Primary Cilia Are Not Calcium-Responsive Mechanosensors
Indzhykulian, A. A.
Corey, D. P.
Clapham, D. E.Note: Order does not necessarily reflect citation order of authors.
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CitationDelling, M., A. A. Indzhykulian, X. Liu, Y. Liu, T. Xie, D. P. Corey, and D. E. Clapham. 2016. “Primary Cilia Are Not Calcium-Responsive Mechanosensors.” Nature 531 (7596): 656-660. doi:10.1038/nature17426. http://dx.doi.org/10.1038/nature17426.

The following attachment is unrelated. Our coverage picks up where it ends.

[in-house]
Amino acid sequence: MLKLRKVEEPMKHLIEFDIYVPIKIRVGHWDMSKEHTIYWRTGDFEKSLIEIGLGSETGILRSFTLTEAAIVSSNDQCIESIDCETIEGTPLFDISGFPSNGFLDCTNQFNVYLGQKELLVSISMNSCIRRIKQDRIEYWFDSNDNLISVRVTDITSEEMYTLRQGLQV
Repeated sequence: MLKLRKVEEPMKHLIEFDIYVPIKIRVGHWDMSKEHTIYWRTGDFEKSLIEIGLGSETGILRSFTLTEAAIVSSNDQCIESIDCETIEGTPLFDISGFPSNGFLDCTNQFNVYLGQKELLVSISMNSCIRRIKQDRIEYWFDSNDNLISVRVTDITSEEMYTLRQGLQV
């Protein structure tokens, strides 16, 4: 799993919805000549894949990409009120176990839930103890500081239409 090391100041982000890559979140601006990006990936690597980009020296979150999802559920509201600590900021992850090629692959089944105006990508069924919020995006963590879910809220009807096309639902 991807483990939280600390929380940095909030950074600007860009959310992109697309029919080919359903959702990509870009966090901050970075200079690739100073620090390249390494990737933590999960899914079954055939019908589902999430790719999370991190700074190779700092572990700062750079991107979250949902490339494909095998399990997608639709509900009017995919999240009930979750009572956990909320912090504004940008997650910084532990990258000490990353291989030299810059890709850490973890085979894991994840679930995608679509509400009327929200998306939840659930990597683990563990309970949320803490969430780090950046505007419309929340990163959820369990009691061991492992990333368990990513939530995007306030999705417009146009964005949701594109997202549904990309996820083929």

AbstractPrimary cilia are solitary, generally non-motile, hair-like protrusions that extend from the surface of cells between cell divisions. Their antenna-like structure leads naturally to the assumption that they sense the surrounding environment, the most common hypothesis being sensation of mechanical force through calcium-permeable ion channels within the cilium1. This Ca2+- Responsive MechanoSensor (CaRMS) hypothesis for primary cilia has been invoked to explain a large range of biological responses, from control of left-right axis determination in embryonic development to adult progression of polycystic kidney disease and some cancers2,3. Here, we report the complete lack of mechanically induced calcium increases in primary cilia, in tissues upon which this hypothesis has been based. First, we developed a transgenic mouse, Arl13b-mCherry-GECO1.2, expressing a ratiometric genetically encoded calcium indicator (GECI) in all primary cilia. We then measured responses to flow in primary cilia of cultured kidney epithelial cells, kidney thick ascending tubules, crown cells of the embryonic node, kinocilia of inner ear hair cells, and several cell lines. Cilia-specific Ca2+ influxes were not observed in physiological or even highly supraphysiological levels of fluid flow. We conclude that mechanosensation, if it originates in primary cilia, is not via calcium signaling.
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